A new entry in a blog purportedly by a lesbian Syrian-American living in Damascus asserted Sunday that the four-month saga was a hoax.
The post entitled "Apology to readers" on the "A Gay Girl in Damascus" blog was signed by "Tom MacMaster" in Istanbul, Turkey. The Washington Post identified him as a 40-year-old American man from Georgia. The newspaper described him as a Middle East peace activist working toward a master's degree at Scotland's University of Edinburgh.
In the post, the author says the narrative was fictional but insists "the facts on thıs blog are true and not misleading as to the situation on the ground."
"I do not believe that I have harmed anyone," the post continued, "I feel that I have created an important voice for issues that I feel strongly about."
The post said its author never expected so much attention. MacMaster included the attribution, "The sole author of all posts on this blog" in the signature.
Last Tuesday, a blog post at the same site and supposedly written by the woman's cousin said 35-year-old Amina Arraf had been detained in Damascus after weeks on the run.
The post, purportedly by a Rania Ismail, said Arraf was last seen the previous day being bundled into a car by three men in civilian clothes as she was on her way to meet someone at the activist Local Coordination Committees. Ismail said a friend accompanying her was nearby and saw what happened.
News organizations, including msnbc.com , covered the apparent disappearance.
A reporter for The Associated Press, who maintained a monthlong email correspondence with someone claiming to be Arraf, found the writer seemed very much like a woman in the midst of the violent change gripping Syria. The writer spoke about friends in Damascus, and outlined worries about her father and hopes for the future of her country.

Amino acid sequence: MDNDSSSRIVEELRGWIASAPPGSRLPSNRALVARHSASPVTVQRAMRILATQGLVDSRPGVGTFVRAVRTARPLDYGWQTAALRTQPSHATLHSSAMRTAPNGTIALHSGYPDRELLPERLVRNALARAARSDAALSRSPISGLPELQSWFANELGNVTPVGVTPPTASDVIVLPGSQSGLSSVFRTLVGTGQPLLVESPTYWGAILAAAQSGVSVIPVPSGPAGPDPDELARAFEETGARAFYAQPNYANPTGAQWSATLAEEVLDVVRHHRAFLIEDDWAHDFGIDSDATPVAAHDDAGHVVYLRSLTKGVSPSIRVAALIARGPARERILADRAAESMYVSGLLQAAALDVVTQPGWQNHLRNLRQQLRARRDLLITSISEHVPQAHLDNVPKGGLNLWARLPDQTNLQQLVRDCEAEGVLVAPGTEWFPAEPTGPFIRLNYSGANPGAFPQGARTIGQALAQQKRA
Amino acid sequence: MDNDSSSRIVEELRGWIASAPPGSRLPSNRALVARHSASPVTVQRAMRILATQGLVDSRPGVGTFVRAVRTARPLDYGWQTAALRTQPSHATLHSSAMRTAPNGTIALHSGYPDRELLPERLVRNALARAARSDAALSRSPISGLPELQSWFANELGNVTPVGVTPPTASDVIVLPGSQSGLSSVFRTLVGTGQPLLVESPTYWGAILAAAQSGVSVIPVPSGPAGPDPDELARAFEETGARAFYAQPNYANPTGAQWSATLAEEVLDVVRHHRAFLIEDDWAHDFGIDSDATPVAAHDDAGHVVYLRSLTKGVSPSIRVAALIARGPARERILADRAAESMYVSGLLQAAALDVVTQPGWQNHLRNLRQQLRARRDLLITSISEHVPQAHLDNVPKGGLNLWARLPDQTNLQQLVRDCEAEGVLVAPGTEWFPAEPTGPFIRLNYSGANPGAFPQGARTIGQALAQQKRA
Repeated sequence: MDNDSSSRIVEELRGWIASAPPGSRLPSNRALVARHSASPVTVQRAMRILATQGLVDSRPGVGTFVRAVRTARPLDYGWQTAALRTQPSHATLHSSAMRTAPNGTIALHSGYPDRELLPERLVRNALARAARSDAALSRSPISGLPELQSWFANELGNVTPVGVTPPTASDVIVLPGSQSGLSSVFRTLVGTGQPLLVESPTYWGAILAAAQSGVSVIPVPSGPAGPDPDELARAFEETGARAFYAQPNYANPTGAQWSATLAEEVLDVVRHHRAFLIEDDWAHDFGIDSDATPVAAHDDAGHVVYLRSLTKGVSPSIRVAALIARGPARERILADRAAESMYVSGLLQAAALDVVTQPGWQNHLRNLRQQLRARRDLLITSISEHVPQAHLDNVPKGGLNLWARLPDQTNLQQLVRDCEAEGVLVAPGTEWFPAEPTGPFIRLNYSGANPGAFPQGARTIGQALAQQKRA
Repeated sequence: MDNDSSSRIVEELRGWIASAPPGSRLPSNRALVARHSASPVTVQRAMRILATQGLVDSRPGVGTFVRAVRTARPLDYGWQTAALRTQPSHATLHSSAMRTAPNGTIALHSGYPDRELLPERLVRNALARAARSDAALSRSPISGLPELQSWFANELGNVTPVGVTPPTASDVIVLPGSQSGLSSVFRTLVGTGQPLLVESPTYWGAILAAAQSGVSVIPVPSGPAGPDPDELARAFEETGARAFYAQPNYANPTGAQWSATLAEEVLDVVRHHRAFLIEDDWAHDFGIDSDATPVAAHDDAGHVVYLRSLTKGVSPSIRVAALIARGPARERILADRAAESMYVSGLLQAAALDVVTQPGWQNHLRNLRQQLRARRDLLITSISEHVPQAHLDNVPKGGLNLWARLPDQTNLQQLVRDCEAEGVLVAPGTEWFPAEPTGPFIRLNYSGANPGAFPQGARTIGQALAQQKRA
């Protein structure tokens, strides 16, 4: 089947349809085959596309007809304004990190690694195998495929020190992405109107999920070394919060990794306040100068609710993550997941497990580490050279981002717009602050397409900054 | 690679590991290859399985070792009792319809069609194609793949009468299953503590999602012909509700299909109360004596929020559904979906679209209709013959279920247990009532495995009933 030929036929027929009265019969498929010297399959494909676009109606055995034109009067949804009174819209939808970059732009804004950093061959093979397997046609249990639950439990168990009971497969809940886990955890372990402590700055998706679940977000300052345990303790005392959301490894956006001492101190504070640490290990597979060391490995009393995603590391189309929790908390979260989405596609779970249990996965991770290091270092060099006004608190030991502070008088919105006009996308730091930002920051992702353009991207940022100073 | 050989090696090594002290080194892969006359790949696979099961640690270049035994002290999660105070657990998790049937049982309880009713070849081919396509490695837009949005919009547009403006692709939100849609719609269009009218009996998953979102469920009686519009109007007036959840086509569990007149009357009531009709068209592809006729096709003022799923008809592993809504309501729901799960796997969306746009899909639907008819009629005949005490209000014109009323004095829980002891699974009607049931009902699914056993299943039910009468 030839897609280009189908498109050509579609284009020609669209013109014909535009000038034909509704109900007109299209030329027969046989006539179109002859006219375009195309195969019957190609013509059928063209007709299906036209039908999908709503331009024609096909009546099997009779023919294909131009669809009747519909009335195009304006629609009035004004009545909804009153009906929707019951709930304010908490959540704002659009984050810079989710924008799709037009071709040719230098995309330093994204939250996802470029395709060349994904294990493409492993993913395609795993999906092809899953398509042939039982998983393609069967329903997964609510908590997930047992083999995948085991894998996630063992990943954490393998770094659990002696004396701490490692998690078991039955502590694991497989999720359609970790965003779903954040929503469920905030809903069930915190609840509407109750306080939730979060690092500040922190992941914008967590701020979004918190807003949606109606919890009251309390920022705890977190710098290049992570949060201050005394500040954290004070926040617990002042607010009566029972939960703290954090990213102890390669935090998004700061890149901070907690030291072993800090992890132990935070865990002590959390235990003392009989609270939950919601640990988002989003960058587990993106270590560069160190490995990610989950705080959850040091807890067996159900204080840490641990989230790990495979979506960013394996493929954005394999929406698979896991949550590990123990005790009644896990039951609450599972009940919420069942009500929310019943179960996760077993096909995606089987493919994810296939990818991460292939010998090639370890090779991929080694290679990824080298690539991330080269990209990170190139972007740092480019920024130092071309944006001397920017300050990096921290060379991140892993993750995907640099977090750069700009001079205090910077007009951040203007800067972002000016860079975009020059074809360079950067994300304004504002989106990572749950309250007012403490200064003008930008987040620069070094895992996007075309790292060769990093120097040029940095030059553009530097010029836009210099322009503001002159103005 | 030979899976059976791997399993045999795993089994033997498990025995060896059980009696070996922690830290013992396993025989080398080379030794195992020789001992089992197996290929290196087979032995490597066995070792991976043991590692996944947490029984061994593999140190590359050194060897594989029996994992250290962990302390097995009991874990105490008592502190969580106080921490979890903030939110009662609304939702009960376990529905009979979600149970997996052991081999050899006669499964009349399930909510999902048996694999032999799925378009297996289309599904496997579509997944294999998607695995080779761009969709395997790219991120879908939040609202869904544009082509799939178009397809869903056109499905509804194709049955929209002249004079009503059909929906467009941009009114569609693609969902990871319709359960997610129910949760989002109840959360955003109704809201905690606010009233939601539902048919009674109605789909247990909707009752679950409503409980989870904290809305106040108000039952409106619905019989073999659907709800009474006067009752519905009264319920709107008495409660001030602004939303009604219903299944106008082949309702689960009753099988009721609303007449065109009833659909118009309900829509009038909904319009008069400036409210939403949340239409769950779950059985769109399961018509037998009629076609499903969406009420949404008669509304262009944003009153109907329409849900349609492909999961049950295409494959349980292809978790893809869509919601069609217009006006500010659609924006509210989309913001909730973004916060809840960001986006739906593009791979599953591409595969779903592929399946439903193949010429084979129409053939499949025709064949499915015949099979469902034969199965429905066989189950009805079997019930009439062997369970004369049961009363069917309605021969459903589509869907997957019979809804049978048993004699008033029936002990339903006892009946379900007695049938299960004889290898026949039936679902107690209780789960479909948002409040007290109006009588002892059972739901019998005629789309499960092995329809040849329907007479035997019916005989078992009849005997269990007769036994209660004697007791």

In the emails, the person acknowledged fudging some details of escaping from Syrian security officials to protect herself and her family, and painted a harrowing picture of fleeing her home.
The story unraveled quickly and there were no traces of the woman or her family in the United States.
Skepticism over her disappearance and identity grew after a woman in London claimed that photos purported to be of Arraf were actually of her. Jelena Lecic, a Croatian and an administrator at the Royal College of Physicians in London, said she believed her identity had been used before by the blog author.
The Washington Post reported that in telephone interviews and email exchanges over the past three days, MacMaster initially denied any connection to the Arraf blog.
The Associated Press contributed to this report.